Personalised medicine has already been used for around 20 years to treat patients by choosing the most effective medications based on genetic tests. Originally, the discipline was developed for cancer drugs, making it possible to target specific mechanisms of each tumour.
You study the way personalised medicine is being rolled out in France. What’s in it for patients?
We know now that certain hereditary gene mutations have bad prognoses for cancer. Two such examples are BRCA1 and BRCA2, which are ovarian and breast cancer mutations. With personalised treatments that target these mutations, the prognosis has gotten better. Ten years ago, thirty percent of women with ovarian cancer and the BRCA1 mutation had a survival rate of three years. Now, that has increased to seventy percent. Personalised medicine is no longer a prospective field; it is already here!
It’s no longer a question of treating small groups of patients. Oncologists need to know not only that these treatments exist, but also how to prescribe the test – and that’s very important. A diagnosis can require genetic counselling, because we have to look for the mutation in the patient’s genome, not just in the tumour.
Genetic counselling consultations prevent the patient from badly communicating extremely important information to others who could be impacted, like sisters, uncles, cousins, etc. This involves various healthcare professionals: geneticists, oncologists, molecular biologists, pathologists, and so on. Should a mutation be detected, the multidisciplinary team put in place will personalise the care for the patient and for his family.
What do you need to improve this service?
We need new tools! Including those for medical decision-making, as well. We need bioinformatics solutions so that we can analyse genetic sequences, sort through detected variations and isolate those that have biological significance – and more!
Even if we don’t identify mutations for which medication is available in pharmacies, there may already exist medication that is authorised for a different organ. Perhaps then that can be used for one of the detected variations. In other cases, medication is available in a clinical trial or through temporary authorisation. Or our patient could be eligible for an AcSé program [to access innovative therapies] with the National Institute of Cancer (INCA), or a “basket study”. Finding information on these different options can be difficult.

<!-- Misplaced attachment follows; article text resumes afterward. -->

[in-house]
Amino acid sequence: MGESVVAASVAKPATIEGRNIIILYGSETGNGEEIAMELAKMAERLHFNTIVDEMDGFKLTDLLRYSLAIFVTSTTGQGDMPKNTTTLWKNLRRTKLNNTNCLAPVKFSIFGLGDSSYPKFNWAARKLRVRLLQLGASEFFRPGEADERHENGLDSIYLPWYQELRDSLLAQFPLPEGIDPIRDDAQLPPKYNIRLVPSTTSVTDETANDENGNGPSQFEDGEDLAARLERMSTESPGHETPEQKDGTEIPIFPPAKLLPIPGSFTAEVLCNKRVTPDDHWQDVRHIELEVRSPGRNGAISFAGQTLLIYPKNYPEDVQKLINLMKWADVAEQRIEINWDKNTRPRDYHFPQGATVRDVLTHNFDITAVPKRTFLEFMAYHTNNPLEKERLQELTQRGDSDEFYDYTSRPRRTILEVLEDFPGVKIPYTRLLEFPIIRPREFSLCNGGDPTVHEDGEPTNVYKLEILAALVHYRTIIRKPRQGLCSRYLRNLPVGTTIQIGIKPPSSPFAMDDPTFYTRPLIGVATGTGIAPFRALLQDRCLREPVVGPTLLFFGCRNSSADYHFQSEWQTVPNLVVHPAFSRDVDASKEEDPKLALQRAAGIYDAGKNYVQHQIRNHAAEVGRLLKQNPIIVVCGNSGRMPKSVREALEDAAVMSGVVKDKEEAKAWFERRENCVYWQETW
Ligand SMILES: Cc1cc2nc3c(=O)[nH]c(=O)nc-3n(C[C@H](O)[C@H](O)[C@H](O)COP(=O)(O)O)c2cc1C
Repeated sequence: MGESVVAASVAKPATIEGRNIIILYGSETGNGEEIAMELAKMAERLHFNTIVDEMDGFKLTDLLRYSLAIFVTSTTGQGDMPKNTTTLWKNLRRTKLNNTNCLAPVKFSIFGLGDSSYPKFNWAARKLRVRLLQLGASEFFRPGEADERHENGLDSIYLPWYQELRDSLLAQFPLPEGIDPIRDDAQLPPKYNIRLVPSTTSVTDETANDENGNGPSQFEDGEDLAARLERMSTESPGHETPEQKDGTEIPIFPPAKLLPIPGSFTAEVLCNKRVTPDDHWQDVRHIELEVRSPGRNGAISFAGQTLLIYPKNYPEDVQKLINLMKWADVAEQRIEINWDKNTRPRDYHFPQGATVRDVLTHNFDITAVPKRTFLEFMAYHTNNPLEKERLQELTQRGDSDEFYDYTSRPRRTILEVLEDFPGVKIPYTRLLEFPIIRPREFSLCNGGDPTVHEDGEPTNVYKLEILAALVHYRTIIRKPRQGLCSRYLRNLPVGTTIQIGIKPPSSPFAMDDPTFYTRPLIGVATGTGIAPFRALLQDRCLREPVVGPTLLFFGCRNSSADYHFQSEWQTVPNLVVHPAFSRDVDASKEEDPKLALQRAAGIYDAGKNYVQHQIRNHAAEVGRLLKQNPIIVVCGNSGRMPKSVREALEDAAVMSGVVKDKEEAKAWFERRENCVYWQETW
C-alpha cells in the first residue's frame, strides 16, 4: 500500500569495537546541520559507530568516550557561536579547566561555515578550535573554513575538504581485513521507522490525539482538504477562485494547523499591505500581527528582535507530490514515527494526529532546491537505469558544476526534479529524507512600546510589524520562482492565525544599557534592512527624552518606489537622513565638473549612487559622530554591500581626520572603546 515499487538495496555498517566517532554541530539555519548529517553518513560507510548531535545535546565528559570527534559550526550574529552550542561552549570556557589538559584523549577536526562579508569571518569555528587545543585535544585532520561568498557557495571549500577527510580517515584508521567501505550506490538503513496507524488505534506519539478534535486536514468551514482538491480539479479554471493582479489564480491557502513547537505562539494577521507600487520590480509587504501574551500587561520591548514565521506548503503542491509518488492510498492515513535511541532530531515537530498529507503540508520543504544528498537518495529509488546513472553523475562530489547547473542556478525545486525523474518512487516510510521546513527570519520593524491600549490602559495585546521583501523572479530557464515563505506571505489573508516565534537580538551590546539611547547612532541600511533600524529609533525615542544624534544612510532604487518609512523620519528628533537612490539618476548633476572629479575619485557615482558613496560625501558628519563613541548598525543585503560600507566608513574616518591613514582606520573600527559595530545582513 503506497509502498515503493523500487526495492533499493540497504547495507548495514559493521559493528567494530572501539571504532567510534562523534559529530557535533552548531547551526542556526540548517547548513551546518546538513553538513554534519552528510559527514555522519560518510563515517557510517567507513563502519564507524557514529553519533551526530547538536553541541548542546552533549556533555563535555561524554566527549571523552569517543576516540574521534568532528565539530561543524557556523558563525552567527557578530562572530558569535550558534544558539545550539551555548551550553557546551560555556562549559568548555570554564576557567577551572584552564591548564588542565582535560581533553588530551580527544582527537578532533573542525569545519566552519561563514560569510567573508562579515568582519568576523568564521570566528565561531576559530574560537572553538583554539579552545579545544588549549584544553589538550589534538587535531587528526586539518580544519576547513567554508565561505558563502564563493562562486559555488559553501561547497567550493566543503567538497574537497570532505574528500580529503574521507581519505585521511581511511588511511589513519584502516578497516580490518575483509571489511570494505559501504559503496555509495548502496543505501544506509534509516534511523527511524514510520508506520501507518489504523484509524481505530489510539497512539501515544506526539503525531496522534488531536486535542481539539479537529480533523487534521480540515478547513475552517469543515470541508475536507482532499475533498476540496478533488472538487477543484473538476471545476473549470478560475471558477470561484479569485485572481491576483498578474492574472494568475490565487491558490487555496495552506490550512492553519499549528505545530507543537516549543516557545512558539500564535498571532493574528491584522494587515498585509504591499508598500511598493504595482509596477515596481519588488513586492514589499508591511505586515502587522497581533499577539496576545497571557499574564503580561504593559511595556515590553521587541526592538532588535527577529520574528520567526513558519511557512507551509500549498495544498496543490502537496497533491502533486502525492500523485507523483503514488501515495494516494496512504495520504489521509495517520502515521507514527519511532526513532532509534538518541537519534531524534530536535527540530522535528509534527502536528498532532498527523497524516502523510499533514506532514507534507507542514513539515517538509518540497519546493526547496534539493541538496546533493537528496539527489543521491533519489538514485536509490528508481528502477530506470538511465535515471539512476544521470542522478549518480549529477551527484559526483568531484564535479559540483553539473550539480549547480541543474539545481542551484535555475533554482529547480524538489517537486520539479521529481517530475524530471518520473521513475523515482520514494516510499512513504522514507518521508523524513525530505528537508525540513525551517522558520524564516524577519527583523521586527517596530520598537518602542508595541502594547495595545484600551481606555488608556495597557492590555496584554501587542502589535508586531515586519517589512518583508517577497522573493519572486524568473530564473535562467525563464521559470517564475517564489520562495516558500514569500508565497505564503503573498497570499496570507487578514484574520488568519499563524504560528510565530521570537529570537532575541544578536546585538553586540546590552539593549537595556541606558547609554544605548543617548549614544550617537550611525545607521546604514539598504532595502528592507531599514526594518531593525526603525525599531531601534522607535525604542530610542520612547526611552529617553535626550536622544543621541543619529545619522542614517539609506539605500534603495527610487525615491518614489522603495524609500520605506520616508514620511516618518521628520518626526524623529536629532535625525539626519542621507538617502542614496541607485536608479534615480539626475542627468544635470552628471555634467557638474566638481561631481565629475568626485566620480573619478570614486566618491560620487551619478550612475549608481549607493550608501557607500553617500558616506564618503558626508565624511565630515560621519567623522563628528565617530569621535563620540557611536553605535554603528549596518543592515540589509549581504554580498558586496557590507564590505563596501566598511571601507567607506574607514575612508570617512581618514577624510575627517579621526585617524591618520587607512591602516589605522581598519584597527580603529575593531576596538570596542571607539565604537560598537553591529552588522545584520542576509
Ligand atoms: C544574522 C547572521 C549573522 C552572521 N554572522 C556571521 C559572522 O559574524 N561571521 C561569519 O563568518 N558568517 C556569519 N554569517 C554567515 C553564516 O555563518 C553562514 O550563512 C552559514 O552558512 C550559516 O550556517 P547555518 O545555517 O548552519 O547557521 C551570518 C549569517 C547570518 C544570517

Hence, we need smart solutions to tell us whether a genetic alteration can be targeted by a treatment and to help us direct the patient towards the best treatment protocol for them.
But personalised medicine goes beyond oncology…
Absolutely. It is now being used by rheumatology and cardiology specialists. Cardiac problems (cardiomyopathies), which we thought were unexplained, are no longer a mystery. We now know that certain genes are responsible for sudden deaths of athletes.
For common illnesses, such as diabetes, we have found risk markers. Although we talk a lot about personalising healthcare for treatment, this kind of approach can also be used for screening and prevention. Genetic markers indicate the risk of developing breast cancer or diabetes. Very soon, they will be part of common medical practice.
To benefit from this, will we all need to have our genomes sequenced?
No, this kind of widespread sequencing is the domain of 23andMe [an American individual genetic testing company]. I’m talking about medicine. In real terms, we currently have 100 actionable genes. In other words, we can act on these genes, either with treatment or with lifestyle changes for prevention. These are the ones that we need to look out for. We have no systemic genetic testing for the general public. That’s the truth. However, depending on your medical history, you might be able to be tested.
The France Genomic Medicine Plan aims to sequence 200,000 genomes. The British have already done 150,000, but only to measure the benefit of sequencing the general public. If we discover that this approach is beneficial from a medico-economic perspective, I’m all for it. Right now, we are simply looking into its potential utility.
So, can it be said that everything is ready?
No. If we take the example of France, we need genetic testing to be covered by Social Security [the French public health care system]. Nowadays, it is done by complex, innovative systems, which means that not everyone can access it. If a breast cancer patient needs genetic testing, there is no reason why it should not be covered by Social Security! This is no longer an innovative treatment: one in three women needs it.